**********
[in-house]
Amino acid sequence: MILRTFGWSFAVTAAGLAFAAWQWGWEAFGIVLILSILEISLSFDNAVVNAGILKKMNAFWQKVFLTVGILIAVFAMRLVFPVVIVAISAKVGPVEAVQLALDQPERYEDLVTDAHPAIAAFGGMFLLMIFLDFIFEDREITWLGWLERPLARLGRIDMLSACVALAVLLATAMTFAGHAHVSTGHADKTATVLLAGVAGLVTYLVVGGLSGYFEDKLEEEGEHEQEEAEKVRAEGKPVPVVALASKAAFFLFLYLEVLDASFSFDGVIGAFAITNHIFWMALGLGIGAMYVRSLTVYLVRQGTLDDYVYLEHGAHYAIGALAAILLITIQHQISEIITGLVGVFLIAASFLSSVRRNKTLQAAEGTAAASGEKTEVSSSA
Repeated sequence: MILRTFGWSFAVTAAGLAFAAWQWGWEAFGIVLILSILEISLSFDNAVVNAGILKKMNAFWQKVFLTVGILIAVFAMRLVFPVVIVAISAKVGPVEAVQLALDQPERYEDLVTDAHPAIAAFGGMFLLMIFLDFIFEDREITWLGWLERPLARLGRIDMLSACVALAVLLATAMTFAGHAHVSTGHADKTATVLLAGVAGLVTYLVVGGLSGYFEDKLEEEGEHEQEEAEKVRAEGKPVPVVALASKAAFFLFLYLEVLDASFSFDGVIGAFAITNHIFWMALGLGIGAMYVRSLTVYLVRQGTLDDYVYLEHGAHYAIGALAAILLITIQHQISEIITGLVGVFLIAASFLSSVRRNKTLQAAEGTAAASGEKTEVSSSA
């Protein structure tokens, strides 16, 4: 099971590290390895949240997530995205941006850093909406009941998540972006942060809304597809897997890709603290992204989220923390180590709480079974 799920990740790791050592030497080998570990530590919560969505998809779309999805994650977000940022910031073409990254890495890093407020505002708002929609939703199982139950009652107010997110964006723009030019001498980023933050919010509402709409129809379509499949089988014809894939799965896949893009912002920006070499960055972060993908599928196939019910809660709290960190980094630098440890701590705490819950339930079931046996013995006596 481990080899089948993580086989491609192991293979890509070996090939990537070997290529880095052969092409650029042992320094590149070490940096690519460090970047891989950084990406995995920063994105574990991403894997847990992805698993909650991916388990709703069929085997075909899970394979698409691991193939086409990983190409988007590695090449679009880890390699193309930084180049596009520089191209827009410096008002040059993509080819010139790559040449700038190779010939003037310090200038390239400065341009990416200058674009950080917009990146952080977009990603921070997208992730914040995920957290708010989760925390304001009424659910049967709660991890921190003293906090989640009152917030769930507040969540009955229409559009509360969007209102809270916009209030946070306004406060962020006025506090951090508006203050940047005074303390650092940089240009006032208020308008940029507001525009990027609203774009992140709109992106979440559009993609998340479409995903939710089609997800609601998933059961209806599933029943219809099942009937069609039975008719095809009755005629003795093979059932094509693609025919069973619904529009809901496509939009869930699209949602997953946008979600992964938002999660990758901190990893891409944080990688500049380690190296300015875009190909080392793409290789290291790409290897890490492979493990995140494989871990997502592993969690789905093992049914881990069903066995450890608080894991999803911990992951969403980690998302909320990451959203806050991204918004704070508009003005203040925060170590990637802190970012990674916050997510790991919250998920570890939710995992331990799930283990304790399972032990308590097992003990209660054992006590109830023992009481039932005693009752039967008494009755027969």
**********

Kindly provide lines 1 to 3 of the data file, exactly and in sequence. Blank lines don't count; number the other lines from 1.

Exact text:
[in-house]
Amino acid sequence: MILRTFGWSFAVTAAGLAFAAWQWGWEAFGIVLILSILEISLSFDNAVVNAGILKKMNAFWQKVFLTVGILIAVFAMRLVFPVVIVAISAKVGPVEAVQLALDQPERYEDLVTDAHPAIAAFGGMFLLMIFLDFIFEDREITWLGWLERPLARLGRIDMLSACVALAVLLATAMTFAGHAHVSTGHADKTATVLLAGVAGLVTYLVVGGLSGYFEDKLEEEGEHEQEEAEKVRAEGKPVPVVALASKAAFFLFLYLEVLDASFSFDGVIGAFAITNHIFWMALGLGIGAMYVRSLTVYLVRQGTLDDYVYLEHGAHYAIGALAAILLITIQHQISEIITGLVGVFLIAASFLSSVRRNKTLQAAEGTAAASGEKTEVSSSA
Repeated sequence: MILRTFGWSFAVTAAGLAFAAWQWGWEAFGIVLILSILEISLSFDNAVVNAGILKKMNAFWQKVFLTVGILIAVFAMRLVFPVVIVAISAKVGPVEAVQLALDQPERYEDLVTDAHPAIAAFGGMFLLMIFLDFIFEDREITWLGWLERPLARLGRIDMLSACVALAVLLATAMTFAGHAHVSTGHADKTATVLLAGVAGLVTYLVVGGLSGYFEDKLEEEGEHEQEEAEKVRAEGKPVPVVALASKAAFFLFLYLEVLDASFSFDGVIGAFAITNHIFWMALGLGIGAMYVRSLTVYLVRQGTLDDYVYLEHGAHYAIGALAAILLITIQHQISEIITGLVGVFLIAASFLSSVRRNKTLQAAEGTAAASGEKTEVSSSA